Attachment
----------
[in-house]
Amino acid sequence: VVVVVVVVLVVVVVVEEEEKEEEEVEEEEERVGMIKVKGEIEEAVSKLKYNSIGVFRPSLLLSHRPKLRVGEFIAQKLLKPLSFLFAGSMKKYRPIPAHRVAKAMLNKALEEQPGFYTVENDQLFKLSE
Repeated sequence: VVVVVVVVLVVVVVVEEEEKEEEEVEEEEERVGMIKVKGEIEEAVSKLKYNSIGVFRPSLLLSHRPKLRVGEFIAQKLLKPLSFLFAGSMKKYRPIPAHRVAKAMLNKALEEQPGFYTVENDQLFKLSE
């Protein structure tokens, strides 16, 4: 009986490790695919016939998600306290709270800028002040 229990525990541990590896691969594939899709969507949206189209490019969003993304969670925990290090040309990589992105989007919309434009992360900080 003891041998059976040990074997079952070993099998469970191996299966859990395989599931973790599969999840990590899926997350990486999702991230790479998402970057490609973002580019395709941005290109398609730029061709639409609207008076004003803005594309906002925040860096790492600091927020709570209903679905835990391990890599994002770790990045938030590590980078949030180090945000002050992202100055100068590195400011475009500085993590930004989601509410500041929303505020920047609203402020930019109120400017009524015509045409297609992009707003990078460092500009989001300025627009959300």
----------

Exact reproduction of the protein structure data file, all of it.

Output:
[in-house]
Amino acid sequence: VVVVVVVVLVVVVVVEEEEKEEEEVEEEEERVGMIKVKGEIEEAVSKLKYNSIGVFRPSLLLSHRPKLRVGEFIAQKLLKPLSFLFAGSMKKYRPIPAHRVAKAMLNKALEEQPGFYTVENDQLFKLSE
Repeated sequence: VVVVVVVVLVVVVVVEEEEKEEEEVEEEEERVGMIKVKGEIEEAVSKLKYNSIGVFRPSLLLSHRPKLRVGEFIAQKLLKPLSFLFAGSMKKYRPIPAHRVAKAMLNKALEEQPGFYTVENDQLFKLSE
């Protein structure tokens, strides 16, 4: 009986490790695919016939998600306290709270800028002040 229990525990541990590896691969594939899709969507949206189209490019969003993304969670925990290090040309990589992105989007919309434009992360900080 003891041998059976040990074997079952070993099998469970191996299966859990395989599931973790599969999840990590899926997350990486999702991230790479998402970057490609973002580019395709941005290109398609730029061709639409609207008076004003803005594309906002925040860096790492600091927020709570209903679905835990391990890599994002770790990045938030590590980078949030180090945000002050992202100055100068590195400011475009500085993590930004989601509410500041929303505020920047609203402020930019109120400017009524015509045409297609992009707003990078460092500009989001300025627009959300």